I’ve been doing some thinking lately about process, and the plethora of writing advice which everyone and their mother hands out willy-nilly. There has always been, and will always be, a debate about how best to write. The question of whether one is a planner or a pantser has become rather ubiquitous, as if the answer can somehow tell the world something about who you are as a writer. And after years of analyzing my own process, I’ve come to realize that there is no best way to write. There is only your way.
My own process is unwieldy and—I’m the first to admit it—wasteful. Most of the time I think of it with exhaustion and resignation. It is a stupid, inefficient process. This is how it works: I spend 4-6 months researching, then I organize notes and write a synopsis, which I give to my critique partner. Together we go off into some dark little room where we brainstorm, often coming up with an idea/synopsis that bears little relation to what I’ve originally envisioned. I write 200-300 pages, hand it off to her, revise extensively, write a new 200-300 pages, revise it extensively myself, write the entire book, hand it off to her, revise extensively again, and then, depending, it may go through another read and still another revision. Finally, I do an edit strictly for language—making it better and stronger—and send it off to my agent, who sometimes has her own editing.
On Prima Donna, for example, I rewrote the first 400 pages SIX times. SIX!!! That’s 2400 pages. For my latest book, I wrote the first 200 pages 3 times—only one of those at the behest of my critique partner. She read the entire book, each time asking for extensive revisions. The pile of paper it took to write that book fills up an entire papercase—that’s BEFORE it hit the final draft. On my computer disk, where I copy each iteration, there are six drafts. Really, it’s just too much.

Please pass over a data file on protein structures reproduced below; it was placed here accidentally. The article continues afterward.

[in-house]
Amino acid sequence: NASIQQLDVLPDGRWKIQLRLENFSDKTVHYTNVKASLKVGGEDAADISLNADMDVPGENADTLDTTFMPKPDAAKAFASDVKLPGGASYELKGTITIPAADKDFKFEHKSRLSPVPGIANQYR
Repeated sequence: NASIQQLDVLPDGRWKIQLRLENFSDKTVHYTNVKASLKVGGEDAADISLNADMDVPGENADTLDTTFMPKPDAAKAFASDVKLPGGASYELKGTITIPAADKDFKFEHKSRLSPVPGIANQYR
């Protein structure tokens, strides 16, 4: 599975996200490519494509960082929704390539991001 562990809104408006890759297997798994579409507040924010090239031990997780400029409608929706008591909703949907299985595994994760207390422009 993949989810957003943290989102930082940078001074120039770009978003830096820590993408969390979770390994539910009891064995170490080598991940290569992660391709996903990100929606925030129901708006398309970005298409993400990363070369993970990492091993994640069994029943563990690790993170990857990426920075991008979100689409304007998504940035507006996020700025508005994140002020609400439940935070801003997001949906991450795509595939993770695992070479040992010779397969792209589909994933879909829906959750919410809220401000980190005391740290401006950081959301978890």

But after many discussions, I’ve come to the lamentable conclusion that this is simply my process, and despite everything, it WORKS. Each of those 2400 pages in Prima Donna brought the character closer to what she needed to be—I would not have found that character without doing every one of those revisions. At this point, I simply have to trust that my psyche knows what it’s doing. With every edit, I get deeper and closer to the vision I have. With every edit, I say more of what I mean to say.
At this point, I have to trust that I know what I’m doing, because every time I try to change the process, I fail. It ends up actually requires more work. Realizing that this unwieldy, stupid process is necessary was a hard thing to admit. Human nature wants things to be more tidy, more organized, more rational.
But the writers’ brain and vision are not a rational things. There are a hundred teachers out there, a hundred how-to write books, a hundred hundred articles on the best way to craft a story. Some of those techniques will work for you. Some of them will resonate. Others won’t. And I’m here to tell you it doesn’t matter. Pick what works for you and jettison the rest. Your process is your own—you need to trust it. If it works for you, it works, and changing it because you feel it doesn’t fit with what your friends/mentors/professors/critique partners/mom/husband/fill-in-the-blank says it should be, that’s their problem, not yours. Trust your process until it stops working. Then refine it, test it, play with it.
It doesn’t matter how you accomplish what you’ve set out to do, only that you do accomplish it.
Megan Chance is the critically acclaimed, award-winning author of several novels. The Best Reviews has said she writes “Fascinating historical fiction.” Her books have been chosen for the Borders Original Voices program and IndiBound’s Booksense. A former television news photographer with a BA from Western Washington University, Megan Chance lives in the Pacific Northwest with her husband and two daughters. Find her at: http://www.MeganChance.com.